B4049 - Cardiovascular risk factor trajectories and subclinical phenotypes in young people with and without type 1 diabetes - 21/04/2022

B number: 
Principal applicant name: 
Scott Chiesa | UCL (UK)
Dr Loredana Marcovecchio
Title of project: 
Cardiovascular risk factor trajectories and subclinical phenotypes in young people with and without type 1 diabetes
Proposal summary: 

Cardiovascular disease (CVD) is the primary cause of premature morbidity and mortality in type 1 diabetes, with this effect particularly pronounced in those diagnosed at a younger age. The magnitude of this problem has recently been starkly highlighted by findings from the Swedish National Diabetes Register, where patients diagnosed with diabetes between 1 and 10 years of age were found to have a 10× higher risk of future acute myocardial infarction compared to those diagnosed between the ages of 26 and 30 years, and over a 30× higher risk than the general population. These and other data suggest that adolescence may be a particularly crucial time in the development of future CVD complications in type 1 diabetes, and that effective intervention at this age may offer long-lasting benefits for cardiovascular health.

While compromised glycaemic control represents the major risk factor for CVD complications in type 1 diabetes, individuals living with the disease are also exposed to many other well-established and potentially modifiable risk factors faced by the population at-large. Obesity is a well-established causal driver of subclinical disease in the young, is known to track into adulthood, and therefore represents one of the major risk factors in early-life for future risk of CVD. Although individuals with type 1 diabetes have traditionally been considered to be a relatively lean population, recent evidence has shown that obesity rates in this group are now similar or possibly even higher than in the general population, with an alarmingly high prevalence in children and adolescents.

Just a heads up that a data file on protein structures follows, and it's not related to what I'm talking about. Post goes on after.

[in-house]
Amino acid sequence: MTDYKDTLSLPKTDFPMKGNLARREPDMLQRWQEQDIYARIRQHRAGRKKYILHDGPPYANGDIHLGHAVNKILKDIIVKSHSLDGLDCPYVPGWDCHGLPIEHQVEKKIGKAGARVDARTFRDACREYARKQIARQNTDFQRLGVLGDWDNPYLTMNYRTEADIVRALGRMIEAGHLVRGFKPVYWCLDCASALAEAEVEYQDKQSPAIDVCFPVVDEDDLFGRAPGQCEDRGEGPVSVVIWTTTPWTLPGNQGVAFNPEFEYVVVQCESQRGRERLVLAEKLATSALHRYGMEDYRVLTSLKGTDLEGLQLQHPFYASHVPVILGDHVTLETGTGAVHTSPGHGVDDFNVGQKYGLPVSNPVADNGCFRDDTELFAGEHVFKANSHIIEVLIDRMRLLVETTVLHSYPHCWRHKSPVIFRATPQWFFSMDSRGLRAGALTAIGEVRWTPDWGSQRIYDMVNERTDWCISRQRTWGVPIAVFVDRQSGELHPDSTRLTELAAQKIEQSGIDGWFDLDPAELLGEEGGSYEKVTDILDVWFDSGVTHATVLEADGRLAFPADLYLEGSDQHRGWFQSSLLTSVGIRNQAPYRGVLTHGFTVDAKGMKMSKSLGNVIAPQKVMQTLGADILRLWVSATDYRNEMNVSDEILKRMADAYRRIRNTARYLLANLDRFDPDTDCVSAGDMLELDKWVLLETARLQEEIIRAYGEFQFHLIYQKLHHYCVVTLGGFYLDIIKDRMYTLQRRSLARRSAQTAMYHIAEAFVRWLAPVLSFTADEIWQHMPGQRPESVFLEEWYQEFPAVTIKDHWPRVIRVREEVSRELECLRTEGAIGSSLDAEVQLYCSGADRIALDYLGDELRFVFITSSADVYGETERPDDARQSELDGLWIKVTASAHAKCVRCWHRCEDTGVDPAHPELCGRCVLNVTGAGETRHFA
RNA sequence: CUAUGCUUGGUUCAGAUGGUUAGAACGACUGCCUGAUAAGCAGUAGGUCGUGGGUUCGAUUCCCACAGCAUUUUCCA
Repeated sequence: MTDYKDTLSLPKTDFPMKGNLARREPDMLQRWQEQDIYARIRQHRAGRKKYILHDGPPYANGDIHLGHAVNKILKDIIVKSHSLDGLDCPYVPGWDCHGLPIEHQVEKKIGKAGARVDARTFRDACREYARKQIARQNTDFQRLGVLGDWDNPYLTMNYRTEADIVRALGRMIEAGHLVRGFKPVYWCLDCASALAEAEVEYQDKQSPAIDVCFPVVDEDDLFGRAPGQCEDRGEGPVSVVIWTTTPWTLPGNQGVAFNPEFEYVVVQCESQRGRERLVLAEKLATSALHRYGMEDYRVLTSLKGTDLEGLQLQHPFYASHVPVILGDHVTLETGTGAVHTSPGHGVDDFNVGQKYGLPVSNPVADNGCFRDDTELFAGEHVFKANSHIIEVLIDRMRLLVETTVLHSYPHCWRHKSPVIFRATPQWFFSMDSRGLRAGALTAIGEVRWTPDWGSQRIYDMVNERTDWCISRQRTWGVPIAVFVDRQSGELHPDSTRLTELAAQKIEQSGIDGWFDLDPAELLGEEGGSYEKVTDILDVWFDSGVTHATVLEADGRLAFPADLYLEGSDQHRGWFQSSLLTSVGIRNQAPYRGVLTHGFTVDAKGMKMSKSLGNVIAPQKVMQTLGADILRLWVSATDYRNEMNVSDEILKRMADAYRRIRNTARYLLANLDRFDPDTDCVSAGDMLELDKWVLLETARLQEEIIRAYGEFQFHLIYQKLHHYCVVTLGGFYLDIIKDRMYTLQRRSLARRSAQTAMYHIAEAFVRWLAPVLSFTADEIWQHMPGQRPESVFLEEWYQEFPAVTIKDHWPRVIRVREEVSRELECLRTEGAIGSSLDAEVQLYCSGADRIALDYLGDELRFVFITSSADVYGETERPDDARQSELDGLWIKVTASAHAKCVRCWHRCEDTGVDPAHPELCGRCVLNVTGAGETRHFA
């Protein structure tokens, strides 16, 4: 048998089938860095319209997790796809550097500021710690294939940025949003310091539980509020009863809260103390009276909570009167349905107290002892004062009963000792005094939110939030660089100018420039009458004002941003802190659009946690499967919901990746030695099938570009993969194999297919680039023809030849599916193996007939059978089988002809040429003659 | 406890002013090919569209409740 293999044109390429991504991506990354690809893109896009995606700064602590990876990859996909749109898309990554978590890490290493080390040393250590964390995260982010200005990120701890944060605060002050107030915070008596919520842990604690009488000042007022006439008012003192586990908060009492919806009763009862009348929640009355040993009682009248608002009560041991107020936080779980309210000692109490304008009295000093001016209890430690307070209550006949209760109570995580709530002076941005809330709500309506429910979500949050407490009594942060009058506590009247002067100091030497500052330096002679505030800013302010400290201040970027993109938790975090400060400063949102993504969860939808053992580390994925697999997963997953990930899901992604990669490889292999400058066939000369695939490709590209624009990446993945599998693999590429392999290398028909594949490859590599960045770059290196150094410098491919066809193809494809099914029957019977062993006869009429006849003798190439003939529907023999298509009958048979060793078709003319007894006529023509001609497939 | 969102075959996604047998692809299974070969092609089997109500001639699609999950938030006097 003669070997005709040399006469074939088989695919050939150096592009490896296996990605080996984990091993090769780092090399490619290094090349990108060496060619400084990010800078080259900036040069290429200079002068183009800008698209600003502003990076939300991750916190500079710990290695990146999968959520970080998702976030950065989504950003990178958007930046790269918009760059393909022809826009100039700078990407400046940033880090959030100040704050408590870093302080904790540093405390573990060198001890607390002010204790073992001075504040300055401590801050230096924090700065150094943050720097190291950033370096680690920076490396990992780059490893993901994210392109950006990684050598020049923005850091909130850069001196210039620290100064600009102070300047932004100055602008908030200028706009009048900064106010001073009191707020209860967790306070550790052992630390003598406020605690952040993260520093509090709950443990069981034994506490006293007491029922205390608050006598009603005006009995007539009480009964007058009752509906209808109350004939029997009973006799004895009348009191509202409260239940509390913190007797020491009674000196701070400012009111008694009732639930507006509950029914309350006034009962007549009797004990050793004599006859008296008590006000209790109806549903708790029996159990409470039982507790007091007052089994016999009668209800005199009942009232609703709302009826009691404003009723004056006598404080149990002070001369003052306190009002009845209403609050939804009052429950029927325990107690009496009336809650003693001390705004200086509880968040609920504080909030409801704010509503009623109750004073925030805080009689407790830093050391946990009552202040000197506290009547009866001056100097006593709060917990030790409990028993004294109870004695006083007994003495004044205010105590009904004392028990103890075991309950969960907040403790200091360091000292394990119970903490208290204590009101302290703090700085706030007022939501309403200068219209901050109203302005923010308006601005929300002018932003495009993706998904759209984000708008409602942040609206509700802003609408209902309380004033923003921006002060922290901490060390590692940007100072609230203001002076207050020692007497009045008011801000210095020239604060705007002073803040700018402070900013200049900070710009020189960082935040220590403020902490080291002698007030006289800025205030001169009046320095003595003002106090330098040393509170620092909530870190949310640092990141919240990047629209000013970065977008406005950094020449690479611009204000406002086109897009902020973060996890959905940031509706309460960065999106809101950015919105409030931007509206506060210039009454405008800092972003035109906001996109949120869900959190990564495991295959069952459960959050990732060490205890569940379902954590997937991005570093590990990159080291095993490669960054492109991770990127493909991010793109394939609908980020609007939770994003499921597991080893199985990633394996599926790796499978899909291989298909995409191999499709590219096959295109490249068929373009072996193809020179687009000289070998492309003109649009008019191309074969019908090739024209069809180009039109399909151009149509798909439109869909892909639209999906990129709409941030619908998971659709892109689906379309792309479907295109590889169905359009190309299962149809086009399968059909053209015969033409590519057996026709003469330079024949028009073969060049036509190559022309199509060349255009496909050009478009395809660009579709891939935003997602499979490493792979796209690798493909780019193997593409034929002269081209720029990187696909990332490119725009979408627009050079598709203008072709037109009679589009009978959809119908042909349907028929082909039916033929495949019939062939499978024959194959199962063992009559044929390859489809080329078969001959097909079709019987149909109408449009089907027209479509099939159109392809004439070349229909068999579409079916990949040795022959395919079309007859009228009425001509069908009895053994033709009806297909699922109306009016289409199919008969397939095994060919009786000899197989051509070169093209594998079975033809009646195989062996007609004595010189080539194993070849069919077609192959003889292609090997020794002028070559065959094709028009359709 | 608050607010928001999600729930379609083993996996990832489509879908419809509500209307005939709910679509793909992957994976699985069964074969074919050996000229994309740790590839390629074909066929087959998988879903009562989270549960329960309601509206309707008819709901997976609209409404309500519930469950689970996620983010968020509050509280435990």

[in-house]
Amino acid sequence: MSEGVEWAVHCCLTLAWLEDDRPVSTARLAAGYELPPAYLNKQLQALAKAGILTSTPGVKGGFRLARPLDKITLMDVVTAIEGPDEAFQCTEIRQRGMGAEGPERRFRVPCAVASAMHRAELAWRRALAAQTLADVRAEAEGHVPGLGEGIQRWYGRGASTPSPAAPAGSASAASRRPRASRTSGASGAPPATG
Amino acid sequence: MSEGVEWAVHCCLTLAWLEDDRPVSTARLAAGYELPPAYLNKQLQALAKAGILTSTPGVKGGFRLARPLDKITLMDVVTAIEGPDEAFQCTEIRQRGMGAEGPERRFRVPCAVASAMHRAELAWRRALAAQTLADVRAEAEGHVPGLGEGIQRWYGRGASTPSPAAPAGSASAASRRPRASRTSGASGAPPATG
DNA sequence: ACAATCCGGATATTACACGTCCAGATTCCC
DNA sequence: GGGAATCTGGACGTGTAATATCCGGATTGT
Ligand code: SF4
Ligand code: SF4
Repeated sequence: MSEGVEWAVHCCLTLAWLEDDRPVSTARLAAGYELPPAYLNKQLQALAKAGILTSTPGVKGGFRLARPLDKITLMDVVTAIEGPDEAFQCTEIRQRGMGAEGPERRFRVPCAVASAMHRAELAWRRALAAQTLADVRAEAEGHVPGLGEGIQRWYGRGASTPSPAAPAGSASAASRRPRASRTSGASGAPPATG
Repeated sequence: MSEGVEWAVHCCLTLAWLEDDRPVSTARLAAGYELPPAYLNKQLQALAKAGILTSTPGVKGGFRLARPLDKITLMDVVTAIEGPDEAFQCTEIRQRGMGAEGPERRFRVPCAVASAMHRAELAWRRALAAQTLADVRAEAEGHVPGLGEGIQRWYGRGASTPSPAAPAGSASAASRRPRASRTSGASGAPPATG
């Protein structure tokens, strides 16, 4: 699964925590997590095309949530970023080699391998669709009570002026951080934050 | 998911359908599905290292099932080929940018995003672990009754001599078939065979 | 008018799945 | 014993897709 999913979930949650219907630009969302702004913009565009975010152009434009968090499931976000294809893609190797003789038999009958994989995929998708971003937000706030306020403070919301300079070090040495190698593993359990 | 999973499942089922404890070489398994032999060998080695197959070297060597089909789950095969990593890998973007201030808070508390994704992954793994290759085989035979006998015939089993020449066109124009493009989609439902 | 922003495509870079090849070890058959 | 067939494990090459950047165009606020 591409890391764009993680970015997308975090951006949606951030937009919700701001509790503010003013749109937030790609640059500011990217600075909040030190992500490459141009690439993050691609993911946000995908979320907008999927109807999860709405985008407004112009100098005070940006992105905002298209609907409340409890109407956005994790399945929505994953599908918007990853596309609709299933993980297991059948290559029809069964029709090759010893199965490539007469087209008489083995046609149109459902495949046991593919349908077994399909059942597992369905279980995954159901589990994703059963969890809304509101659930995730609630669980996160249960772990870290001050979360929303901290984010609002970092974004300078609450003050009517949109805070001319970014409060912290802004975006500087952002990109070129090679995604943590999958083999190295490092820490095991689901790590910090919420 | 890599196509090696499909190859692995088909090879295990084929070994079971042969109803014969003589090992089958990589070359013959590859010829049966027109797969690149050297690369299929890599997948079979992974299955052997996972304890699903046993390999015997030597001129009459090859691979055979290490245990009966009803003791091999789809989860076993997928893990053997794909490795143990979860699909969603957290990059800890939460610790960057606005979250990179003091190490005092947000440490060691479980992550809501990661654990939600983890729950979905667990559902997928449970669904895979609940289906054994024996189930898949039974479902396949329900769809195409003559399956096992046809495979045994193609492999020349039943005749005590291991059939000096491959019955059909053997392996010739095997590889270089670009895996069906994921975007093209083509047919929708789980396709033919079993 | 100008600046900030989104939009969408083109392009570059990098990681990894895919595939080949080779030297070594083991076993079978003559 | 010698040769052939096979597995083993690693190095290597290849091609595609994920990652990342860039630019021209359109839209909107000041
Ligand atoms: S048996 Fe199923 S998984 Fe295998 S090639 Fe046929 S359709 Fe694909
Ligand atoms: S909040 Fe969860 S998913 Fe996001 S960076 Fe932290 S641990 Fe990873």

For the last 14 years, our group have tracked, genotyped, and extensively phenotyped a cohort of adolescents with type 1 diabetes; first as part of a randomised clinical trial (The Adolescent type 1 Diabetes cardio-renal Intervention Trial - AdDIT), and then as part of a long-term epidemiological study (AdDIT Follow-Up). We now wish to use this data alongside that collected over the same timespan in ALSPAC to address the following aims and objectives:

Impact of research: 
High impact journal publications and conference proceedings. Future major funding applications investigating impact of modifiable risk factors in T1D.
Date proposal received: 
Tuesday, 12 April, 2022
Date proposal approved: 
Thursday, 21 April, 2022
Epidemiology, Diabetes, Obesity, Blood pressure, BMI, Cardiovascular, Puberty